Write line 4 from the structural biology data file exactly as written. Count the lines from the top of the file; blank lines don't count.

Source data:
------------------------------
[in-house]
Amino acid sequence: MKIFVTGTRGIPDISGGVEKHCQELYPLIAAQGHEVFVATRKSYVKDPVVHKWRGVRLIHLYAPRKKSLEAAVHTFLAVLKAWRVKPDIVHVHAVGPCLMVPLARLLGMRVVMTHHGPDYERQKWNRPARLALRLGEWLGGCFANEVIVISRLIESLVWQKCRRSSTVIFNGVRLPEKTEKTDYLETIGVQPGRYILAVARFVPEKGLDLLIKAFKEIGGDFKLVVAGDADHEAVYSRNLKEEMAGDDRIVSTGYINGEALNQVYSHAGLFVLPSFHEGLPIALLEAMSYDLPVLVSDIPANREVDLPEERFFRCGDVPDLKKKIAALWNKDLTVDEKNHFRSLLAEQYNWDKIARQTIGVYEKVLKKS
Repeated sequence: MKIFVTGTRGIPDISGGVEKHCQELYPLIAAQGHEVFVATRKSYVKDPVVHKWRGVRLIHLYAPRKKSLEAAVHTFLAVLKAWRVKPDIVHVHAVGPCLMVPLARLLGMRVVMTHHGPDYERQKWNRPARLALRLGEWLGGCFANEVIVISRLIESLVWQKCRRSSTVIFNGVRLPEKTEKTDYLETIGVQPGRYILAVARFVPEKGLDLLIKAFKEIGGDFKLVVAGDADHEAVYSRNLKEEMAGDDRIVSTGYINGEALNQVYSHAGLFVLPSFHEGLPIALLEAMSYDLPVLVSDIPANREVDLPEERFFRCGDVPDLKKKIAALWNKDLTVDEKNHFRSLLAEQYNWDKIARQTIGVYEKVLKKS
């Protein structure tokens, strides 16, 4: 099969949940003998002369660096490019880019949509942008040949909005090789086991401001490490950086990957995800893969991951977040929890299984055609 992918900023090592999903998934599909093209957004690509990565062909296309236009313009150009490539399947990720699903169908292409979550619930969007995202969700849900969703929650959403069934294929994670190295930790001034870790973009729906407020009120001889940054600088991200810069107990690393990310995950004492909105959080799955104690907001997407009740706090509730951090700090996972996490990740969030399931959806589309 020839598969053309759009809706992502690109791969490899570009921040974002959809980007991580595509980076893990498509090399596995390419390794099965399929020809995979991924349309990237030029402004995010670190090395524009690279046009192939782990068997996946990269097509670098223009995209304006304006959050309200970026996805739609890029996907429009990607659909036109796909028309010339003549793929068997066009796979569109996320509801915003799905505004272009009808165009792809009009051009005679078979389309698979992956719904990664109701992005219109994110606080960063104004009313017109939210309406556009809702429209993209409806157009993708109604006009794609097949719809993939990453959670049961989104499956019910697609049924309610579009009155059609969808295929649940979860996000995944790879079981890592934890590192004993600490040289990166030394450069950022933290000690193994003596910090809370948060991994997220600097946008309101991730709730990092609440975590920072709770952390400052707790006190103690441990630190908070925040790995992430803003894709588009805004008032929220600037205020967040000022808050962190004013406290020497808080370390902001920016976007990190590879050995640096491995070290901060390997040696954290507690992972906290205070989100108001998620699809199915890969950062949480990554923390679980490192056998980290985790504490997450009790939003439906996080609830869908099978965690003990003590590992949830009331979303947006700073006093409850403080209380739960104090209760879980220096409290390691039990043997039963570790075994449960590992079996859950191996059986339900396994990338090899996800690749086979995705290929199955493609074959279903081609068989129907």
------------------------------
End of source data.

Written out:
């Protein structure tokens, strides 16, 4: 099969949940003998002369660096490019880019949509942008040949909005090789086991401001490490950086990957995800893969991951977040929890299984055609 992918900023090592999903998934599909093209957004690509990565062909296309236009313009150009490539399947990720699903169908292409979550619930969007995202969700849900969703929650959403069934294929994670190295930790001034870790973009729906407020009120001889940054600088991200810069107990690393990310995950004492909105959080799955104690907001997407009740706090509730951090700090996972996490990740969030399931959806589309 020839598969053309759009809706992502690109791969490899570009921040974002959809980007991580595509980076893990498509090399596995390419390794099965399929020809995979991924349309990237030029402004995010670190090395524009690279046009192939782990068997996946990269097509670098223009995209304006304006959050309200970026996805739609890029996907429009990607659909036109796909028309010339003549793929068997066009796979569109996320509801915003799905505004272009009808165009792809009009051009005679078979389309698979992956719904990664109701992005219109994110606080960063104004009313017109939210309406556009809702429209993209409806157009993708109604006009794609097949719809993939990453959670049961989104499956019910697609049924309610579009009155059609969808295929649940979860996000995944790879079981890592934890590192004993600490040289990166030394450069950022933290000690193994003596910090809370948060991994997220600097946008309101991730709730990092609440975590920072709770952390400052707790006190103690441990630190908070925040790995992430803003894709588009805004008032929220600037205020967040000022808050962190004013406290020497808080370390902001920016976007990190590879050995640096491995070290901060390997040696954290507690992972906290205070989100108001998620699809199915890969950062949480990554923390679980490192056998980290985790504490997450009790939003439906996080609830869908099978965690003990003590590992949830009331979303947006700073006093409850403080209380739960104090209760879980220096409290390691039990043997039963570790075994449960590992079996859950191996059986339900396994990338090899996800690749086979995705290929199955493609074959279903081609068989129907």